Like a scene from Alfred Hitchcock's The Birds, large groups of ravens are flocking together to attack defenceless victims and eat them alive.

Throughout the country, farmers have reported a rise in the number of calves, lambs, and sheep pecked to death. Animals not killed have been left in agony as the birds eat their eyes, tongues and the soft flesh of their underbelly.

Farmers are demanding the right to destroy the protected birds, but the Royal Society for the Protection of Birds says it does not see any need for a change to legislation.

The birds - which have acquired mythical status over the centuries, with six being kept at the Tower of London with their wings clipped in case they leave and the kingdom falls - were almost exterminated in many areas during the 19th century. But in the past 20 years they have made a comeback, with colonies as far afield as Inverness, Devon and East Sussex.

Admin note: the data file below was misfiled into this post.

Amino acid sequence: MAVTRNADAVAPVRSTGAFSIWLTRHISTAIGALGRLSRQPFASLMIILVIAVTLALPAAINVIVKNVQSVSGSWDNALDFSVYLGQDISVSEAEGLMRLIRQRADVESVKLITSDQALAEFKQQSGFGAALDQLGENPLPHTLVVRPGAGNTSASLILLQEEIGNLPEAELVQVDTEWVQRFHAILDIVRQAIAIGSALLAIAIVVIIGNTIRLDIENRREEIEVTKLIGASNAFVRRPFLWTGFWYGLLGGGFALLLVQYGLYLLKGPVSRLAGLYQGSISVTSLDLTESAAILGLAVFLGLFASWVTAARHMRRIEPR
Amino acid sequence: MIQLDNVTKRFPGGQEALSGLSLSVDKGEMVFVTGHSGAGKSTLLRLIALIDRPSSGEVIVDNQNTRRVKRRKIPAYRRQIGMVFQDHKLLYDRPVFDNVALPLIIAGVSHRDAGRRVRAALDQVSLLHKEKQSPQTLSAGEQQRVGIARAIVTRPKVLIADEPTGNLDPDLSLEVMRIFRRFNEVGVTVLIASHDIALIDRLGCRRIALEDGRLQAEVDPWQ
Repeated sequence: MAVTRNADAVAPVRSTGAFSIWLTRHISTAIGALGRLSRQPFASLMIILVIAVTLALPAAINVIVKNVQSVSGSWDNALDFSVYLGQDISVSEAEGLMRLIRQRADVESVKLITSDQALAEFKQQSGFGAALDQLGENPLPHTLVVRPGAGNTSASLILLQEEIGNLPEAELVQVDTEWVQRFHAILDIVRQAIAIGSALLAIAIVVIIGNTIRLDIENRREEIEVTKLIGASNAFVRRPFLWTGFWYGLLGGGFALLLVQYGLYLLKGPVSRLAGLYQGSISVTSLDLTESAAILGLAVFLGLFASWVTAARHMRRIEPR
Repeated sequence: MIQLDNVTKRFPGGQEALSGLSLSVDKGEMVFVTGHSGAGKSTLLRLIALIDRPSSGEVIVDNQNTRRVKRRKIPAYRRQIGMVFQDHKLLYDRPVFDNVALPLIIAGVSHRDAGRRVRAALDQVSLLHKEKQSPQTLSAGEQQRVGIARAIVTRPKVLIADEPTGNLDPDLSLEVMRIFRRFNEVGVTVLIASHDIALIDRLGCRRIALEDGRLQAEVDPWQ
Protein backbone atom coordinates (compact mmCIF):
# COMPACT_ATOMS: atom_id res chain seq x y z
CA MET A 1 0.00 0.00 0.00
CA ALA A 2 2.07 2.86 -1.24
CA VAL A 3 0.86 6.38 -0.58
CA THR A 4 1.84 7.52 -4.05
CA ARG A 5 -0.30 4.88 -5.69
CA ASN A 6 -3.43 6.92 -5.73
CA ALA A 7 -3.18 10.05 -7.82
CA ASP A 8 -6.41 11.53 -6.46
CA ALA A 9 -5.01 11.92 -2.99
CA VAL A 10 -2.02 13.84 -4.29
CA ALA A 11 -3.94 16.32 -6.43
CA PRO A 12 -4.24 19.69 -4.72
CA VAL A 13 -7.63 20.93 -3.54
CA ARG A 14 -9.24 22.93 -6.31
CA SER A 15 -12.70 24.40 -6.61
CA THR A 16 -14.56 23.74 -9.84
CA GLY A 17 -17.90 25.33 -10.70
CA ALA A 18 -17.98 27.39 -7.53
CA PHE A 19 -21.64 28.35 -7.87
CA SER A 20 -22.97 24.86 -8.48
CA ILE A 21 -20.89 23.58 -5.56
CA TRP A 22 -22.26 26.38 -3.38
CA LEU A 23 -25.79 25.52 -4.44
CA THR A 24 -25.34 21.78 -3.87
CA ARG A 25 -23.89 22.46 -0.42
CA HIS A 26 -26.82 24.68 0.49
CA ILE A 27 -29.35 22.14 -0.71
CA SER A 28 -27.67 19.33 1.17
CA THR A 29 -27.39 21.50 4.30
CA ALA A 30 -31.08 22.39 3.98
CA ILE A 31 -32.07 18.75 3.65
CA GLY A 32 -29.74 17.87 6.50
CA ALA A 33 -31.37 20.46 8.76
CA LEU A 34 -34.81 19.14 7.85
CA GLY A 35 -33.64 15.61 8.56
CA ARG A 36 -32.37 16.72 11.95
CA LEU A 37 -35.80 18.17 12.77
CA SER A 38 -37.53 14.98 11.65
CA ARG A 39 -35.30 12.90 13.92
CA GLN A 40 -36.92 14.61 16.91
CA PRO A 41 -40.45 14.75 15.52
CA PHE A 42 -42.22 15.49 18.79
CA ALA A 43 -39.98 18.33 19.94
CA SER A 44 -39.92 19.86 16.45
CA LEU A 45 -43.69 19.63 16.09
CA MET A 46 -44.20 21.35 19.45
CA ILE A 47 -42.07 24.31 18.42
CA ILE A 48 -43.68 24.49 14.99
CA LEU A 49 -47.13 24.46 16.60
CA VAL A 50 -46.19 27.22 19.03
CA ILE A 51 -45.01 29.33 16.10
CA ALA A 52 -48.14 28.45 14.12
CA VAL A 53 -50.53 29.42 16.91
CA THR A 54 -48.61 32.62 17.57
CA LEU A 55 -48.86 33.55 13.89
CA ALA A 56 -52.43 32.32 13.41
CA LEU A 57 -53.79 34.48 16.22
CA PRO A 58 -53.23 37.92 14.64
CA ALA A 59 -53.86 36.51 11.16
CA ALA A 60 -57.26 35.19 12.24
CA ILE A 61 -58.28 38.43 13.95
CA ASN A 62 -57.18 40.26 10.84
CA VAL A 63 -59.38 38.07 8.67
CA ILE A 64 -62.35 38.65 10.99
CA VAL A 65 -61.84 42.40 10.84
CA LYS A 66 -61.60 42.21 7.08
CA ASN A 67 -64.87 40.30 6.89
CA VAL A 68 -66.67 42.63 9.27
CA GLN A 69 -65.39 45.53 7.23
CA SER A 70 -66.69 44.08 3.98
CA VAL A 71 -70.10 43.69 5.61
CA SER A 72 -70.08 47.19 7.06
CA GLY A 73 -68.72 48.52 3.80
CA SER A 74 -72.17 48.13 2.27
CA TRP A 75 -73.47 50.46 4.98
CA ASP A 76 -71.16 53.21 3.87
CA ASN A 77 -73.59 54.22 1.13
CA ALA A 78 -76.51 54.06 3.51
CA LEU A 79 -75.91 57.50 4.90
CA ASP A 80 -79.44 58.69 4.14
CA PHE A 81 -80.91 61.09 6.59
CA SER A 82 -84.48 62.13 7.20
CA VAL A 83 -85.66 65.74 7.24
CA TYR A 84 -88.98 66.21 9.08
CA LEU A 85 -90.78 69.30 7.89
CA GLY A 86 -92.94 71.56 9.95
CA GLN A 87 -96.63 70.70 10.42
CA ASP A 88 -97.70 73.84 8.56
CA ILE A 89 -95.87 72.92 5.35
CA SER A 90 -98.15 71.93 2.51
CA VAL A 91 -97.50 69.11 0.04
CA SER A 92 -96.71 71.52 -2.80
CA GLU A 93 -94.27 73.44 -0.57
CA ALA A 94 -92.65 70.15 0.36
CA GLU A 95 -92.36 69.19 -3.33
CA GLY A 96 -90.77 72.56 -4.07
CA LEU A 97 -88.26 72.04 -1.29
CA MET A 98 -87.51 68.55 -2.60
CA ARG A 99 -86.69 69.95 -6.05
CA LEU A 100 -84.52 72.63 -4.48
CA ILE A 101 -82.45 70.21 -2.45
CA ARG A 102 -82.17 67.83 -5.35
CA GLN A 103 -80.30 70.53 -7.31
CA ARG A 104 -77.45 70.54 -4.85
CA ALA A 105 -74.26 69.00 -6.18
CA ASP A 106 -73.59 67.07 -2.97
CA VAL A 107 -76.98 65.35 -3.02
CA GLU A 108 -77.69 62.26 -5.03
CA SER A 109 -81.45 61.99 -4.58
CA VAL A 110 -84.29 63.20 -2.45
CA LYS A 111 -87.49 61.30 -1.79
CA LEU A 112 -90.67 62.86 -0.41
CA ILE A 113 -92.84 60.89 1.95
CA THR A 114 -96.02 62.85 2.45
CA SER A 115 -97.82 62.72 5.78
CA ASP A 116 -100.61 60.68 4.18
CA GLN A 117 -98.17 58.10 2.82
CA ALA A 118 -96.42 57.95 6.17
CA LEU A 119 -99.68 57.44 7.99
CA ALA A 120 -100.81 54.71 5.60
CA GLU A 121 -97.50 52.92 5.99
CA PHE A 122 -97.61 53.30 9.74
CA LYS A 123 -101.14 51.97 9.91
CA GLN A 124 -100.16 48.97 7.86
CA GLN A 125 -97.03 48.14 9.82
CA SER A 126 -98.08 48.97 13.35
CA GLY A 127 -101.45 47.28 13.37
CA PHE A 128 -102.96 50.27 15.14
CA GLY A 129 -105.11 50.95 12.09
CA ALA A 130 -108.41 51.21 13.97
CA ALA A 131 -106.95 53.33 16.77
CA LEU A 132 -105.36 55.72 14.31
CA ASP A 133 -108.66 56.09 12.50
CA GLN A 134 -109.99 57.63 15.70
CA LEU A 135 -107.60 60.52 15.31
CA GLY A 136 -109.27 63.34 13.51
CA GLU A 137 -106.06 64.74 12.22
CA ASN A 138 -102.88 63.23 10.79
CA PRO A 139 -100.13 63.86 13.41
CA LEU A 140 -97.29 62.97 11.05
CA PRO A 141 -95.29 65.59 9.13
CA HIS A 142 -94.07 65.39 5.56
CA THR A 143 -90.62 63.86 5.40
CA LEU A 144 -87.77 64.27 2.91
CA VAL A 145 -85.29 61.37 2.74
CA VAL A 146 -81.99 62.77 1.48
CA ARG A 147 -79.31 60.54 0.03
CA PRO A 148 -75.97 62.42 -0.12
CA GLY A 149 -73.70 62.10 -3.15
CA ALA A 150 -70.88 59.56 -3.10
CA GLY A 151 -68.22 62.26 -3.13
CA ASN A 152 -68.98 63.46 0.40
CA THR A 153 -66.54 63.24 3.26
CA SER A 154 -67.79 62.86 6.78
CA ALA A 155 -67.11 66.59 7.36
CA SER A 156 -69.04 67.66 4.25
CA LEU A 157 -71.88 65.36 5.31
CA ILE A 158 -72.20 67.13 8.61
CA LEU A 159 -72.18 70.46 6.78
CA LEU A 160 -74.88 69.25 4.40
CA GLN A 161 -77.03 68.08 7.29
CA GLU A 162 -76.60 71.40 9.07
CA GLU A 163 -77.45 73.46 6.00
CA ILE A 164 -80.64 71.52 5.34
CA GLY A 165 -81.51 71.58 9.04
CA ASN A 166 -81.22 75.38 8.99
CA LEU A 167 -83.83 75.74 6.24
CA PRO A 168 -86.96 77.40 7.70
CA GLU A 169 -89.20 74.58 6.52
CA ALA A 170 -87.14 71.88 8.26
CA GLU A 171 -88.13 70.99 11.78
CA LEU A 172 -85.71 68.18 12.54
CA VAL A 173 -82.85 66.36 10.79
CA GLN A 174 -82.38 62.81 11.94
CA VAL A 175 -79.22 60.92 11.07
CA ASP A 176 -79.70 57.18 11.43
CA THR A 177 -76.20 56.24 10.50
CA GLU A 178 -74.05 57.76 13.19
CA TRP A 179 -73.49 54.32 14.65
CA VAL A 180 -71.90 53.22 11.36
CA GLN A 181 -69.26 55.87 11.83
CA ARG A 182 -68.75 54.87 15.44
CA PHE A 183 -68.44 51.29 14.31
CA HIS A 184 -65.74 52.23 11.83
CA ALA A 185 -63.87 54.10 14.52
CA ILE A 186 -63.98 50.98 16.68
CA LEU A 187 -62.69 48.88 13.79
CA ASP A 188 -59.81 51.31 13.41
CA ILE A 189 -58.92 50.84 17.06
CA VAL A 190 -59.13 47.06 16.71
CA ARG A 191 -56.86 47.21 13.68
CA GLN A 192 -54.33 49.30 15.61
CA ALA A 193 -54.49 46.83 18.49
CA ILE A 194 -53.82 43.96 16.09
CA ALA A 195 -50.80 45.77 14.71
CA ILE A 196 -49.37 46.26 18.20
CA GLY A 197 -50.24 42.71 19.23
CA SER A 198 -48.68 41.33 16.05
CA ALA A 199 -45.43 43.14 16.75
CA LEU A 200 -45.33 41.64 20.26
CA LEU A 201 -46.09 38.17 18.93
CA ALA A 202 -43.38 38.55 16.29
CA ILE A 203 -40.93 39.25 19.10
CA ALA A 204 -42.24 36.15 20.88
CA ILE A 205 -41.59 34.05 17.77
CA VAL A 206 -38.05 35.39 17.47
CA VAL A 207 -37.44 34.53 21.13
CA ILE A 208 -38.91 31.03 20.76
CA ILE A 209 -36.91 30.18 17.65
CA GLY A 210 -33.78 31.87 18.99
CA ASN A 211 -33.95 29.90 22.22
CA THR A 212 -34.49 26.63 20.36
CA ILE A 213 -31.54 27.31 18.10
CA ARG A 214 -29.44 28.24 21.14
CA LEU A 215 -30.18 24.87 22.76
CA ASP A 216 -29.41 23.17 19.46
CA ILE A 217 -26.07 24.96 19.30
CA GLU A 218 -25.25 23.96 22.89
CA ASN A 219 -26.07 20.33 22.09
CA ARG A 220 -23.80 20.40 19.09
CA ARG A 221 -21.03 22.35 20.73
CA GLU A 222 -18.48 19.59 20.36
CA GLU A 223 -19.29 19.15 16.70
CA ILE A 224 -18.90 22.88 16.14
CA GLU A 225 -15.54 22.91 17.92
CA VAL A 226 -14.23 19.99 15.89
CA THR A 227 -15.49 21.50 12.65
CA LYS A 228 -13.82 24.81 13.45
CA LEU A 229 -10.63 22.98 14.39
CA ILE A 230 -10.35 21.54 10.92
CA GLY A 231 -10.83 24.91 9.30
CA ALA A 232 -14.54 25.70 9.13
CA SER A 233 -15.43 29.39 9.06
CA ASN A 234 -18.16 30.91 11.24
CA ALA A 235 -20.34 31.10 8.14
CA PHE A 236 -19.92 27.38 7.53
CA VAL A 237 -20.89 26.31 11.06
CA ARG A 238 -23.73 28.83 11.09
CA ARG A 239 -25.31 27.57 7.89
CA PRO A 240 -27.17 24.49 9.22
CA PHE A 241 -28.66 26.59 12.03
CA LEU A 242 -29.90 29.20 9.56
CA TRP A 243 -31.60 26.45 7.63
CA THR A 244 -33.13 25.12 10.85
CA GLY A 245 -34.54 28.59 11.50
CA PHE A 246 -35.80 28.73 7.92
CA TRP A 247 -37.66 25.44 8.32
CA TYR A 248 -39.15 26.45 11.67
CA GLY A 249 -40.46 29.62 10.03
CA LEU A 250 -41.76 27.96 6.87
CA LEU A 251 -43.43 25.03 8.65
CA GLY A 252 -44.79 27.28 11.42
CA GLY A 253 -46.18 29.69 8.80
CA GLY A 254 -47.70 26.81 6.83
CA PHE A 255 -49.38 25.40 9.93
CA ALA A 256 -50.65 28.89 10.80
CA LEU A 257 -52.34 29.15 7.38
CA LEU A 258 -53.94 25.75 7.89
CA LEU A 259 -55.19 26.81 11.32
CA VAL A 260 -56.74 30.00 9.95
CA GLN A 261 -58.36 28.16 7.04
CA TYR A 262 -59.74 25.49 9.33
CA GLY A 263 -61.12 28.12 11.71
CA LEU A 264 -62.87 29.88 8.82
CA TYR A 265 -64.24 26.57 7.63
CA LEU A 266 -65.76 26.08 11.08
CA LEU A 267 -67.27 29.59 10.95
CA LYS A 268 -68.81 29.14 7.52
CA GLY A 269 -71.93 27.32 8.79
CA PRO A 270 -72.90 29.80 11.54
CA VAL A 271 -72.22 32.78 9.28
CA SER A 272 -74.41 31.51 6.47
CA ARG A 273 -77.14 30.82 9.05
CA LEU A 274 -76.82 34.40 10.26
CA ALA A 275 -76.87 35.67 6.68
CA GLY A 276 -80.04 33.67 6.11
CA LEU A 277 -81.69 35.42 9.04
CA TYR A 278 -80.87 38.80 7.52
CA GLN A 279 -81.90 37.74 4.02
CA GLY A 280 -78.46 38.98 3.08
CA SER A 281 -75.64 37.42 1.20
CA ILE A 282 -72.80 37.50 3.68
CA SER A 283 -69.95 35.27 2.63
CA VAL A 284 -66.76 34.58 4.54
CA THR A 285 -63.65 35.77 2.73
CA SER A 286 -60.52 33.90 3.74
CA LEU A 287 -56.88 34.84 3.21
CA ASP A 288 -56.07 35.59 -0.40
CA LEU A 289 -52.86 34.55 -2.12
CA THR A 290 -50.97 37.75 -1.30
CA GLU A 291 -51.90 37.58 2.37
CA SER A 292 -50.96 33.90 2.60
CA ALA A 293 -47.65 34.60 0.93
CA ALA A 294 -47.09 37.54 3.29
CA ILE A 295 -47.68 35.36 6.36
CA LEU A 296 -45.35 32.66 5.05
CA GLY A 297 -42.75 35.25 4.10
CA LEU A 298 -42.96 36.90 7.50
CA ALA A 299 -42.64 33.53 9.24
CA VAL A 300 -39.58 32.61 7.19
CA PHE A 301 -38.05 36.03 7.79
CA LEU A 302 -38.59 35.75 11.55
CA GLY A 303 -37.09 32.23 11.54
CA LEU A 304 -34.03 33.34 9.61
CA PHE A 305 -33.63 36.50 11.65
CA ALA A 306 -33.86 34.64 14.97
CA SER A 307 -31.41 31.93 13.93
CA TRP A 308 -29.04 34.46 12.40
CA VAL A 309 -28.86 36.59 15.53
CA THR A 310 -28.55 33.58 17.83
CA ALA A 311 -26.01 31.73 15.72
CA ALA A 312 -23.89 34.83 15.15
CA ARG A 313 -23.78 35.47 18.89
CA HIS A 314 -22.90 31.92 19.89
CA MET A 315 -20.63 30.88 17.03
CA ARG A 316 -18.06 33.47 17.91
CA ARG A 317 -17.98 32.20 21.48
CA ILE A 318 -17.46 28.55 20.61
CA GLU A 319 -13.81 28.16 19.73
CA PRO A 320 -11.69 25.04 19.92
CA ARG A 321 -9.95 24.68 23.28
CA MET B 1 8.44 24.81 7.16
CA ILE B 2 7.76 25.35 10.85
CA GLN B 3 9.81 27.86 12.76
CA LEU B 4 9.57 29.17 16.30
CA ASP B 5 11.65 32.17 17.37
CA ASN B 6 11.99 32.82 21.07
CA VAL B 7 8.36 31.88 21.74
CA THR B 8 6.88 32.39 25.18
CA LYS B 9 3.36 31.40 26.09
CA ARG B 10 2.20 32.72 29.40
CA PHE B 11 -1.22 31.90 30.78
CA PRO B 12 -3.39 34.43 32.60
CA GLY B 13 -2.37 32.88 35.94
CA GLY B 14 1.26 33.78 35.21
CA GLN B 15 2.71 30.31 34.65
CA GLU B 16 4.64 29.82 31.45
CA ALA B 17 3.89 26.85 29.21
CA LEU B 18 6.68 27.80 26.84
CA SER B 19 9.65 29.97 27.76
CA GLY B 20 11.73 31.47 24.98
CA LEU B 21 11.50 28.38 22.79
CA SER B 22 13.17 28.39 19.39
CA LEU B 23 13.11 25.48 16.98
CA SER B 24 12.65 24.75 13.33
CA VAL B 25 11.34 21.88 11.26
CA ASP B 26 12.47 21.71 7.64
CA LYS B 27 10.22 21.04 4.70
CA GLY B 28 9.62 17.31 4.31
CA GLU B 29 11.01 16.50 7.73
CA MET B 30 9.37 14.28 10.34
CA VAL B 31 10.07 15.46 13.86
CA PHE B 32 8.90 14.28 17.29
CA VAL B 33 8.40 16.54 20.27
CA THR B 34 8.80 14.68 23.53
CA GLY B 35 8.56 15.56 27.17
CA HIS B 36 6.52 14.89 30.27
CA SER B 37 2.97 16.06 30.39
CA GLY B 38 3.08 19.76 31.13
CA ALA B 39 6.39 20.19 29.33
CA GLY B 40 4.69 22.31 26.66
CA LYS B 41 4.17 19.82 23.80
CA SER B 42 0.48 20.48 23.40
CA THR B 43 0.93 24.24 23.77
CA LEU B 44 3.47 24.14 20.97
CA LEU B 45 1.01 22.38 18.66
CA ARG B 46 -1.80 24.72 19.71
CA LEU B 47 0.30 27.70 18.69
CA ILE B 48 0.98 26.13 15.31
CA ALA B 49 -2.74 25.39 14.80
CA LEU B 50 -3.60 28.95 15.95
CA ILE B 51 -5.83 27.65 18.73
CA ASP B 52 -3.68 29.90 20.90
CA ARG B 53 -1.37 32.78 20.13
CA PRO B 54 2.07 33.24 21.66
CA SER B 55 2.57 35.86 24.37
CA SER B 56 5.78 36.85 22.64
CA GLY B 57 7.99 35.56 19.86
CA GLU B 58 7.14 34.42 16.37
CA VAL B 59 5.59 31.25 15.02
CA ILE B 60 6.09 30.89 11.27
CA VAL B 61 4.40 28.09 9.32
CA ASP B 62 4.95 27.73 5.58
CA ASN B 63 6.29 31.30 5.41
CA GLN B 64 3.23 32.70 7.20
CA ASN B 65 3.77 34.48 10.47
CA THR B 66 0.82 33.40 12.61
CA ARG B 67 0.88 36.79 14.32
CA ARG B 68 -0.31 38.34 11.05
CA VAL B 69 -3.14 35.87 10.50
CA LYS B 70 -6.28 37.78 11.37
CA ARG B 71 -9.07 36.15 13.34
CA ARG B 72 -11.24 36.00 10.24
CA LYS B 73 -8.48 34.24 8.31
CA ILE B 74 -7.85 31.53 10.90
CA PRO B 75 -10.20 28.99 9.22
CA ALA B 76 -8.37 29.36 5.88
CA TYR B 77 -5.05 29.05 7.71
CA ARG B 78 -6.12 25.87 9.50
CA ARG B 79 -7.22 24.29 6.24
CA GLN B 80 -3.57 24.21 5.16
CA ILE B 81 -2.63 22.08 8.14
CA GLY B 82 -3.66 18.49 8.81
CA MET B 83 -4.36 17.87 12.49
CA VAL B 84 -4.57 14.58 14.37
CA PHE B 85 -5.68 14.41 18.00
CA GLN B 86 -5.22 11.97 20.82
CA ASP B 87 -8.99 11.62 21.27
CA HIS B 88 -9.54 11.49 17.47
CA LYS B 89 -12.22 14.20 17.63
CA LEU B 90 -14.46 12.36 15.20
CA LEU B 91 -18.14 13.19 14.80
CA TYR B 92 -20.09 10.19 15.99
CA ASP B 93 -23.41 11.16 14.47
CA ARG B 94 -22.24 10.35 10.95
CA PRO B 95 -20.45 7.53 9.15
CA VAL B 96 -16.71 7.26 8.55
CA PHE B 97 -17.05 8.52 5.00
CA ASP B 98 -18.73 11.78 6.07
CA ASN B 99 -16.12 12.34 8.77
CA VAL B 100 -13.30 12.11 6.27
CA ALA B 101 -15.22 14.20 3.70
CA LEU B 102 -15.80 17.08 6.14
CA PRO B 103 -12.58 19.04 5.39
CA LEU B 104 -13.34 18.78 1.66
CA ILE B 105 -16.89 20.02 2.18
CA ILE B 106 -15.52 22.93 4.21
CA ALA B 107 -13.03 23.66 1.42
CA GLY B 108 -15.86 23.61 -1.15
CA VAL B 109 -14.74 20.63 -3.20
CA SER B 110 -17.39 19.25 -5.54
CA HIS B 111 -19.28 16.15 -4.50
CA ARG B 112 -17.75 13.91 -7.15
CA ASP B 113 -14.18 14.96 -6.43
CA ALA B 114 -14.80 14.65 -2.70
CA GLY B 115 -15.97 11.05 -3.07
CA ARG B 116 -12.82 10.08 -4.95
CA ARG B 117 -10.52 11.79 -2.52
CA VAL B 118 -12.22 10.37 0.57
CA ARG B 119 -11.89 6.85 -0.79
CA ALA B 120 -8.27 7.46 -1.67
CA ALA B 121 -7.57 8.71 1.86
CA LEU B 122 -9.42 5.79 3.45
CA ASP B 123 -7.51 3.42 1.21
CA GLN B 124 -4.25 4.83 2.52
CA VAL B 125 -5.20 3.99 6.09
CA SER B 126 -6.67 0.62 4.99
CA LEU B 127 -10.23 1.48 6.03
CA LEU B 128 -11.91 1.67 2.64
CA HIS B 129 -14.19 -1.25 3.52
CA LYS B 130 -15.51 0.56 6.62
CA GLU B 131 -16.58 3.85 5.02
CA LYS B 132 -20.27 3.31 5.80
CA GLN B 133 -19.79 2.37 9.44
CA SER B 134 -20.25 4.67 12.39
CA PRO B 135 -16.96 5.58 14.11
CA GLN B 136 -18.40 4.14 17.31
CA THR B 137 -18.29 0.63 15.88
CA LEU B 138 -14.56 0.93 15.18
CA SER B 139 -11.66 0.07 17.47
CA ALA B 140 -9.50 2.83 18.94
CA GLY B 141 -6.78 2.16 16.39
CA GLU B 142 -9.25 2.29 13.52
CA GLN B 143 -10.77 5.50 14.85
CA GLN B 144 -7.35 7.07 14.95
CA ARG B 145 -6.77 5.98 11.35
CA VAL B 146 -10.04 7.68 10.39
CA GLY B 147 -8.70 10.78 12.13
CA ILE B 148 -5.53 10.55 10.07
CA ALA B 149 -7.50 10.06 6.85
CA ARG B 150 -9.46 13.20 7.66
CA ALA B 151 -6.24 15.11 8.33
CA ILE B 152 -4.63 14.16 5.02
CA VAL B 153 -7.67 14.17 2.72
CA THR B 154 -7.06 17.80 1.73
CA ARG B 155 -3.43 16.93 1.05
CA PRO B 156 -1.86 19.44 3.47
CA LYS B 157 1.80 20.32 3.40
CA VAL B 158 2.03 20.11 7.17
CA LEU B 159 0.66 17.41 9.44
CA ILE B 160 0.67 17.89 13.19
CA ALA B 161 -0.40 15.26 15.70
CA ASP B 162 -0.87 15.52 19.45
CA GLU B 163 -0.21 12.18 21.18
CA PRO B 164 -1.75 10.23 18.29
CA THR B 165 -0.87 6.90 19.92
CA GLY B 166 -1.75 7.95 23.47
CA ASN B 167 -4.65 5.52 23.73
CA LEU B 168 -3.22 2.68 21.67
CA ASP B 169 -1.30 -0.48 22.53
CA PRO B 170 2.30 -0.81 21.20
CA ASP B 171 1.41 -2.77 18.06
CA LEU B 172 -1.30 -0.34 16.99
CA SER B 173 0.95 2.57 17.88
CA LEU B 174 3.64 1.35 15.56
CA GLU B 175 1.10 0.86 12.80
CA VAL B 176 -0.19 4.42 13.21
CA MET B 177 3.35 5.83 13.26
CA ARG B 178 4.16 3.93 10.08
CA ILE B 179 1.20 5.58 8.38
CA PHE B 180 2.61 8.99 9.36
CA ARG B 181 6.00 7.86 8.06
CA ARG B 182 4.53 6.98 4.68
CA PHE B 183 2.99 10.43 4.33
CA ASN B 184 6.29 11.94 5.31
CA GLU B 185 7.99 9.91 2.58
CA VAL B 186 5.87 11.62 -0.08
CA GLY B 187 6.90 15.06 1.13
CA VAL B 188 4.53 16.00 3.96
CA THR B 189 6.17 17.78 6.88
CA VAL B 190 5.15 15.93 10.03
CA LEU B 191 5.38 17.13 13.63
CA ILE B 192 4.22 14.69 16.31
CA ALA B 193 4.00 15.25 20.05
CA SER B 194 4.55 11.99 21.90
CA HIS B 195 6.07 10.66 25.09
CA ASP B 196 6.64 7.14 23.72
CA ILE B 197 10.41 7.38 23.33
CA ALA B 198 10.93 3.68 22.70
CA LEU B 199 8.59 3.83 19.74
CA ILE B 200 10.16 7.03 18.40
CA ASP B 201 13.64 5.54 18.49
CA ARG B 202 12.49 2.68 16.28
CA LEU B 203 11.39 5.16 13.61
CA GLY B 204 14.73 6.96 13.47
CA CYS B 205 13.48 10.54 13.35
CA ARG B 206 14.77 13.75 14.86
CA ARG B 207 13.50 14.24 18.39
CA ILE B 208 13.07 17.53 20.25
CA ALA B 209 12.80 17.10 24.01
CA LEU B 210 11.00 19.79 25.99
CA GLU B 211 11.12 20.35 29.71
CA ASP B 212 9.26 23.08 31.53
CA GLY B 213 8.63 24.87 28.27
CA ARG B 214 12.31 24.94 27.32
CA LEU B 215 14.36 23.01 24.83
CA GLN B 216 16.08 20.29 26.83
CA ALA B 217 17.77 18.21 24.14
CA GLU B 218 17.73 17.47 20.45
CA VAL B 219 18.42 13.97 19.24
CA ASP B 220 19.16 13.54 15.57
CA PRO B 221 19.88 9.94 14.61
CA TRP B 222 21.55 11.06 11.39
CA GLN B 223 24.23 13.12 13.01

'Raven attacks have become a huge problem across a wide area of the country,' said Johnny Hall, head of rural policy for the National Farmers Union of Scotland, which has been hardest hit. 'It's not just an issue with them taking lambs. We have substantial evidence of them attacking adult sheep and calves too. The attacks are so horrific that it's causing mental suffering to people who find the animals.'

Farmers in west Wales also say sheep have fallen prey to the growing raven population. 'The attacks on livestock are becoming a problem, but there's not a lot we can do about it,' said a spokesman for NFU Cymru.